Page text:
Planning for the Bomb

On March 15th 1943 Sir Arthur Harris ordered Air-Vice Marshall Cochrane, the AOC of 5 Group to organise the operation against the dams. Harris clearly specified that an entirely new squadron must be formed for the job and that it was meant to be led by Wing Commander Guy Gibson, currently the commander officer of 106 squadron flying Lancasters at Syreston who had reached the end of his operational tour and was posted to 5 Group headquarters expressly with the task of writing a book on the air crew in bomber commander. However he was summoned before the AOC and asked he would be willing to lead a very important operation. Gibson agreed. Gibson was told that he would need to form a new squadron for a special operation and that it would be extremely dangerous. He was given 5 Group’s main airfield at Scampton and was given a free hand to choose whichever crew he required. The urgency of the situation was also stressed to Gibson. Gibson could not however be told what the target was.

On March 17th a new squadron was formed, known initially as X Squadron. It was not until some days later that the Air Ministry allocated it the number 617. The squadron was officially formed on the 21st March and on that date the first of Gibson’s hand picked crews began assembling at their new base. Please note that many sources record Gibson as hand picking the crews but this is not the case they arrived as a result of his picking some crews known to him and who had served before with him on 106 Sqn but the bulk of the crews were volunteers responding to a written invitation from No 5 Group Headquarters to all Squadrons in the Group calling for volunteers to form a Squadron for a special operation. Some were simply posted in. It was a result of this circular that Les Munro and possibly McCarthy and Maltby, volunteered to become members of what was to be 617 Sqdn. Gibson would not have personally known the bulk of the pilots and their crews that initially formed the Sqdn. The crews came from several Commonwealth countries, Great Britain, Australia, New Zealand, Canada and also the USA. By the 27th over 700 personnel including ground staff had arrived at the station and work had begun on the aircraft. Gibson gave a welcome talk to the aircrew and stressed the fact that they were a very unusual squadron and that security was paramount.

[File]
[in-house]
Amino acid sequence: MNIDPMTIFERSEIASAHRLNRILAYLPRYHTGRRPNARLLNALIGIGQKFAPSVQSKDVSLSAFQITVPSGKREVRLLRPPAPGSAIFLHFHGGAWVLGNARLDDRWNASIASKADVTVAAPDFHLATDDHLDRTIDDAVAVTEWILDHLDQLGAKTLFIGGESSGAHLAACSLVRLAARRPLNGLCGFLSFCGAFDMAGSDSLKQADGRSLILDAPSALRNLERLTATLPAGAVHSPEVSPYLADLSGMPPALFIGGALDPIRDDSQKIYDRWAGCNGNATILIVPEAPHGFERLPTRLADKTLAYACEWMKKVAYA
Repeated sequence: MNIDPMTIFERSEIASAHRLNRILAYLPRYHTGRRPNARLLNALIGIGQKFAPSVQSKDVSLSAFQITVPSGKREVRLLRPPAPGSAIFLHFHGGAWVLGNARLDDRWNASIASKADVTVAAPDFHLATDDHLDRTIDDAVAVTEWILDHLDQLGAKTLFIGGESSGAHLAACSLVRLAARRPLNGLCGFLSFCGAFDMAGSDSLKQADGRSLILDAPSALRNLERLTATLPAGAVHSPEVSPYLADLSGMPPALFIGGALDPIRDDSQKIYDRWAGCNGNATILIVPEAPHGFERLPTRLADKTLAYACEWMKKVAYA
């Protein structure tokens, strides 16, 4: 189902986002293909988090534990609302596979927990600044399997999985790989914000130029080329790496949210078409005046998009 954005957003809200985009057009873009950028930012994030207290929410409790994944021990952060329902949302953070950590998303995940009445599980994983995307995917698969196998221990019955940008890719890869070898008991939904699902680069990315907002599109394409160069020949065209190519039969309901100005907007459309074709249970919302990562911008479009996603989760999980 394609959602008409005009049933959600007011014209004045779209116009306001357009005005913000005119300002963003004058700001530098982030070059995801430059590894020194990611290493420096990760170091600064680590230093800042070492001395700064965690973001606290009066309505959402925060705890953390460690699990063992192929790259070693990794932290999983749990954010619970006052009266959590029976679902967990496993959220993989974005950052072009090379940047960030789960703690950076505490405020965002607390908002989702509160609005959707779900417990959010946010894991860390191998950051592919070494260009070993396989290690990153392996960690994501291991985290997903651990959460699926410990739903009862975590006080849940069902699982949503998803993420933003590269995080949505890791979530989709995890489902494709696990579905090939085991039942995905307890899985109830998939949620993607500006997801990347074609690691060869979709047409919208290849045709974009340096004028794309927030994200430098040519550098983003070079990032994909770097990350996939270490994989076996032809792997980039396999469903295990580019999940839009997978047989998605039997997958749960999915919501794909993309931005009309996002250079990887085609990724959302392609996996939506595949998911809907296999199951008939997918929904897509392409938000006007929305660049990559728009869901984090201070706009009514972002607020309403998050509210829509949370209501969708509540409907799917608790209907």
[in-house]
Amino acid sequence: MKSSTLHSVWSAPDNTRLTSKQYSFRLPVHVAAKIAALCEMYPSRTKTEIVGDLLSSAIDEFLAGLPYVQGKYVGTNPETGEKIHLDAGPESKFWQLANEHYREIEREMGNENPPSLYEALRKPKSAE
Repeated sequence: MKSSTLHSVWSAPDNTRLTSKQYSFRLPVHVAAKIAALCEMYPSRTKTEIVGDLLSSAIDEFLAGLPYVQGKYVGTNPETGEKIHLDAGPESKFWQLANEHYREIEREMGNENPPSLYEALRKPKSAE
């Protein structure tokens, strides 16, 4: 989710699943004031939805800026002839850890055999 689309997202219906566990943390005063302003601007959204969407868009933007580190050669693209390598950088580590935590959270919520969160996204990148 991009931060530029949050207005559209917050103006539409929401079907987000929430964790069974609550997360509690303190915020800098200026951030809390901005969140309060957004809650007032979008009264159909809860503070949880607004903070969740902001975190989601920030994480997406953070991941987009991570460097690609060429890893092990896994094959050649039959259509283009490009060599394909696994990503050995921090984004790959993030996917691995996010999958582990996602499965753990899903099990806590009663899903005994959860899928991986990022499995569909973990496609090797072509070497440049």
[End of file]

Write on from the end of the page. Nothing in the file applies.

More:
There were still a number of important factors in the operation which had not been resolved. It was not known how easy it would be to fly at the required 150ft about the still waters of a lake at night and it was not known how accurate the radio altimeters would be. Navigation was going to be difficult as the whole operation was to be carried out at night at low level and lastly no firm plan had been made for gauging the distance from the dam that would allow the aircraft to drop the bomb at the correct distance of between 400-450 yards from the dam face. Training would give the answers to these problems. The operational staff at 5 Group set too, to bring together the various strands of the operations. Production of the bombs was put in hand and all resources were given to Vickers to convert the Lancasters to the new specification required for carrying the weapon.

Photo recognisance of the dam took place and produced several shocks, not least by variations in the positions of flak guns at or near the dams and at the last minute a series of strange vertical objects were spotted arriving alongside the roadway which ran across the Möhne dam. Photographic interpretation officers could not ascertain exactly how tall these objects were or what shape they were. It later transpired that they were false trees that the Germans had bought in, in an attempt to soften and camouflage the distinctive outline of the dam.

Gibson and his flying commanders were asked in the light of their experience to finalise the tactics to be used for the raid. This information was pored over at length, and several drafts were prepared but these resulted in the draft operational order (B976) and with the operation to take place at “the first suitable opportunity”. Three last resort targets were added to the plan, Target D- the Lister dam, Target E the Ennepe with Diemel having replaced the Henne as Target F.
The die was now cast and the operation would take place.